Queen's Speech 2019: Government pledges return of Environment Bill

The new government has confirmed plans to reintroduce its Environment Bill, which would require developers to secure biodiversity net gain in all new schemes and councils to prepare spatial 'nature recovery' strategies.

Biodiversity: small White butterfly (Pieris rapae) feeding on bramble blossom. Pic: Getty Images
Biodiversity: small White butterfly (Pieris rapae) feeding on bramble blossom. Pic: Getty Images

Opening parliament yesterday, the Queen's Speech restated the government’s commitments to "take steps to meet the world-leading target of net-zero greenhouse gas emissions by 2050" - described by prime minister Boris Johnson as "an absolute priority" - and to introduce the Environment Bill. 

The bill had been introduced to Parliament in the autumn but was withdrawn when the general election was called. 

It includes a mandatory requirement for developers to secure an overall ten per cent biodiversity net gain in all new schemes, while local authorities will have to draw up spatial "local nature recovery strategies".

Developers would further have to prepare biodiversity net gain plans to submit with their applications and guarantee the "net gain" for 30 years, with authorities having to police this.

The bill, the Queen said in her speech, "will enshrine in law environmental principles and legally binding targets including for air quality" and "establish a new world leading independent regulator in statute".

A briefing note published alongside the speech says the government's first 2020 budget will prioritise the environment in order to help "deliver the green infrastructure needed to improve lives and achieve net zero, including by investing in carbon capture, offshore wind, nuclear energy, and electric vehicle infrastructure".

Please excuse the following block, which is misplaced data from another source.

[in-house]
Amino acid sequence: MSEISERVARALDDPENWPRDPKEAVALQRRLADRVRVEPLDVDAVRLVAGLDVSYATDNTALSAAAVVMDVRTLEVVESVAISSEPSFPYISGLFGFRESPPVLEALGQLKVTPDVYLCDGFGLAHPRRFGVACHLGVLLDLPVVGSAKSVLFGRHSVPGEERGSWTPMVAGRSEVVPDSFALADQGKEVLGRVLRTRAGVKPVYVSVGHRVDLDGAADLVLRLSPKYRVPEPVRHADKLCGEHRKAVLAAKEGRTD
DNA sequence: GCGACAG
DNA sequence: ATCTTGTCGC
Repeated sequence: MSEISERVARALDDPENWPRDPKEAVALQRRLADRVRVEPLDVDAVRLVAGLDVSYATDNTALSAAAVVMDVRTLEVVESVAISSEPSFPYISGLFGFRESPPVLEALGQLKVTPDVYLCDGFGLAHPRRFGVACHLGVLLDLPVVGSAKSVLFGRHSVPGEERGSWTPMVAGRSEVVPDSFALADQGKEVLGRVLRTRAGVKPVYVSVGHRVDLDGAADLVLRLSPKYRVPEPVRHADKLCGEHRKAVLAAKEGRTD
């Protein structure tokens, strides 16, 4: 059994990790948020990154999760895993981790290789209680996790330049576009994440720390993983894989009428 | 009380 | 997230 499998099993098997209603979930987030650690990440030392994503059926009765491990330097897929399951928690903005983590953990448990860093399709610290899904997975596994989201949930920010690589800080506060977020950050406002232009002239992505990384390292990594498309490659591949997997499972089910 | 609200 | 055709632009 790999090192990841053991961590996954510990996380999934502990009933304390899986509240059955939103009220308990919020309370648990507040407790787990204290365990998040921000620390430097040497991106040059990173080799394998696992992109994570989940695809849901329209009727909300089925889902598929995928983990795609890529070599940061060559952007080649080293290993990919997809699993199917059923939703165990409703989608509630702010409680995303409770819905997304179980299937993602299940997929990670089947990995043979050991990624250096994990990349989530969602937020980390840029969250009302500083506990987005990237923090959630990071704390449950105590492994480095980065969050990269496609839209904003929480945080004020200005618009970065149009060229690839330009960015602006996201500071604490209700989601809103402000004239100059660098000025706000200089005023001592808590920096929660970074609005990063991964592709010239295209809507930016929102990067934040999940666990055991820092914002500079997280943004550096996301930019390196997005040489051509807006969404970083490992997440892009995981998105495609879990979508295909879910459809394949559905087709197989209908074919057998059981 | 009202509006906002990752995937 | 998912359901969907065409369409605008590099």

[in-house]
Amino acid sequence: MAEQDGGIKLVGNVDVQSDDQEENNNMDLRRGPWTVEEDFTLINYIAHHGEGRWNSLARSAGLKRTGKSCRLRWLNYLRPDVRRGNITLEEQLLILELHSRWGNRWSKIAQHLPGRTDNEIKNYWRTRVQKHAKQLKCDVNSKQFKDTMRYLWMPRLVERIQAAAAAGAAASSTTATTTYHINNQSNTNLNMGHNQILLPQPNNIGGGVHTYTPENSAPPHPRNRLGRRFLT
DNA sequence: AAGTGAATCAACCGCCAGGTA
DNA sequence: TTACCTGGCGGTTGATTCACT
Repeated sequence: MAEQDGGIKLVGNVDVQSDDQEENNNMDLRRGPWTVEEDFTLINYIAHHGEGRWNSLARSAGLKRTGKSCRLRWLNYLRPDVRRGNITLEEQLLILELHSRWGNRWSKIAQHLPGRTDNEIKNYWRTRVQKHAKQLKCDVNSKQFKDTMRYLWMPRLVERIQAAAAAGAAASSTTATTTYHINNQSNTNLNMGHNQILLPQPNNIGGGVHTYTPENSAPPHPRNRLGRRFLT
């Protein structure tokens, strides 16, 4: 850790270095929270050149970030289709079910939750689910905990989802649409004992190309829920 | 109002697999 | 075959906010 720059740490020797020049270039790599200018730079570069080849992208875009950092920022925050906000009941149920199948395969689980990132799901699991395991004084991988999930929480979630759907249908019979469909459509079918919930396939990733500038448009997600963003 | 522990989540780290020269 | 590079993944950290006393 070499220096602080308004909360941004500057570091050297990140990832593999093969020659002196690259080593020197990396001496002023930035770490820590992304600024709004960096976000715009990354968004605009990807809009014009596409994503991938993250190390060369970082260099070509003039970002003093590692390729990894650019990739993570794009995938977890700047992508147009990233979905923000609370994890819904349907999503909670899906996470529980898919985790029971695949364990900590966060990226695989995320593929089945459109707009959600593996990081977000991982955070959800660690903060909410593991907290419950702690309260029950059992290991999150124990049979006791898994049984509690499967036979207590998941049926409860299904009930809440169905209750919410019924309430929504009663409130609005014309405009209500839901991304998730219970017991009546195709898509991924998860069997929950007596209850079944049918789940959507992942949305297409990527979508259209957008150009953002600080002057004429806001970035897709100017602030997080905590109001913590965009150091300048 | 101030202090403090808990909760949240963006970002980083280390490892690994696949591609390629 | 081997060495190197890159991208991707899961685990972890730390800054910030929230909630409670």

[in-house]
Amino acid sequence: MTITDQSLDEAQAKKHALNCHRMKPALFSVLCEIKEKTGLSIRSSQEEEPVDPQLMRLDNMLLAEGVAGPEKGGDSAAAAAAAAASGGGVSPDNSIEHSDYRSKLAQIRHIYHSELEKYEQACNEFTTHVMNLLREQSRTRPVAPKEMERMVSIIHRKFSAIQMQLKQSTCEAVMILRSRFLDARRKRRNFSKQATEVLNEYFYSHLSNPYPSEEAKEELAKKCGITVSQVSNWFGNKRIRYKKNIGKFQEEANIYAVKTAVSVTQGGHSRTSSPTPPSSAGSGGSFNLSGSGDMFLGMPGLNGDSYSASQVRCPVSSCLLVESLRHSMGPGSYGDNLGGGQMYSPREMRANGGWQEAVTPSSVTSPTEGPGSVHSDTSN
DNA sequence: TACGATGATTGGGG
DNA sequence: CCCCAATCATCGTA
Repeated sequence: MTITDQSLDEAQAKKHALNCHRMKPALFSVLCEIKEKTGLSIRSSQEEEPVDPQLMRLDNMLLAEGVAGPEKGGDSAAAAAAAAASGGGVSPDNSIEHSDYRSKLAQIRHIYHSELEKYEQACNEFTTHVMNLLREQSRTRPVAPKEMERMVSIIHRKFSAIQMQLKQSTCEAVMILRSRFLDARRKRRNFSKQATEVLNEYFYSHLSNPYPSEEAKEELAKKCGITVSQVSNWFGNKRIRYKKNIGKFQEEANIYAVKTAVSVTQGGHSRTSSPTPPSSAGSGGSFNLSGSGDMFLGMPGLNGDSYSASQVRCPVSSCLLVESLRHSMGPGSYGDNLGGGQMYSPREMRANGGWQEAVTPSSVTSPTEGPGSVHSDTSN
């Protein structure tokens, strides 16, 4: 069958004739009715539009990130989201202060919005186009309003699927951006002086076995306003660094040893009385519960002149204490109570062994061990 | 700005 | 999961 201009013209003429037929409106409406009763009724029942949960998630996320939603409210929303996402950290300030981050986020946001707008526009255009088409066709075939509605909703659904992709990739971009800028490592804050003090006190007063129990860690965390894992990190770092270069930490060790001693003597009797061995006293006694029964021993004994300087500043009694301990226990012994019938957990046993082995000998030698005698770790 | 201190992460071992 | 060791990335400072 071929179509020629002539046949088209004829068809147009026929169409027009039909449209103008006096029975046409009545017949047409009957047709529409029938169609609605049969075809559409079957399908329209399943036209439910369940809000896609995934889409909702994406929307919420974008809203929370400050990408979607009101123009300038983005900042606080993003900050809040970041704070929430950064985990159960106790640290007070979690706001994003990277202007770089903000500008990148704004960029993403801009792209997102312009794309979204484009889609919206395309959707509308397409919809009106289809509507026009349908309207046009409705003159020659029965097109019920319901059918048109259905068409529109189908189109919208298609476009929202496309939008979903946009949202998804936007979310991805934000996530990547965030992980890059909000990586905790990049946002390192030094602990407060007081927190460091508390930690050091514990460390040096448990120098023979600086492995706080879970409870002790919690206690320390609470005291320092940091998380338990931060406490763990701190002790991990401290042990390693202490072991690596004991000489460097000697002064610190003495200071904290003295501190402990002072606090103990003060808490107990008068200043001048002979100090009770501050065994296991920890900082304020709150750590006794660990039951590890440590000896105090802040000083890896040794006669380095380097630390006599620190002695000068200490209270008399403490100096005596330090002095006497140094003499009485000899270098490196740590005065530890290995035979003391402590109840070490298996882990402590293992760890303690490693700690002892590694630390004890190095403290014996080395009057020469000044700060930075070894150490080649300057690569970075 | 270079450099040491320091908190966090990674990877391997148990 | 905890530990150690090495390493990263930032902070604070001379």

The government has confirmed many of the Conservative Party’s green manifesto pledges, including accelerating the roll-out of offshore wind to 40 gigawatts by 2030, up from the current 30GW target, enabling floating wind turbines, investing £4bn in flood defences and £9bn in energy efficiency. 

Meanwhile, Labour condemned plans set out in the Queen’s Speech to establish a constitution, rights and democracy commission that, as pledged in the Conservatives’ manifesto, will seek to ensure that judicial review "is not abused to conduct politics by another means or to create needless delays".

Environmental campaigners have warned that moves to restrict the use of judicial review would threaten their ability to hold decision makers to account. 

Planning articles examining the planning measures in the Environment Bill can be found here and here.

A version of this story appeared on the website of our sister title ENDS Report yesterday.


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